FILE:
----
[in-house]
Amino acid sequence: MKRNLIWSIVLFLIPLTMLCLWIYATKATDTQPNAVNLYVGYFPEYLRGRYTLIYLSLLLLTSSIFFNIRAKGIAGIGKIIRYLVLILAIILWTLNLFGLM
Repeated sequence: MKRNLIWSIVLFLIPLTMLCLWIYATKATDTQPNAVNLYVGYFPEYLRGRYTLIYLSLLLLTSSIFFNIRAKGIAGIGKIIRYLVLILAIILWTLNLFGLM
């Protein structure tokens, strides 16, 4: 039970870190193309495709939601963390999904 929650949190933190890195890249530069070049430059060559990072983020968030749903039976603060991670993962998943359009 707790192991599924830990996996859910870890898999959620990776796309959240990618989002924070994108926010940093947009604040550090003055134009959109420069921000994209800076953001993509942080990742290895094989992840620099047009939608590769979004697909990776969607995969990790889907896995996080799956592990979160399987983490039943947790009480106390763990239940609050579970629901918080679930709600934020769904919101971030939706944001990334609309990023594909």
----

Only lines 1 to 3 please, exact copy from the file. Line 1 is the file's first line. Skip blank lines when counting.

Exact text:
[in-house]
Amino acid sequence: MKRNLIWSIVLFLIPLTMLCLWIYATKATDTQPNAVNLYVGYFPEYLRGRYTLIYLSLLLLTSSIFFNIRAKGIAGIGKIIRYLVLILAIILWTLNLFGLM
Repeated sequence: MKRNLIWSIVLFLIPLTMLCLWIYATKATDTQPNAVNLYVGYFPEYLRGRYTLIYLSLLLLTSSIFFNIRAKGIAGIGKIIRYLVLILAIILWTLNLFGLM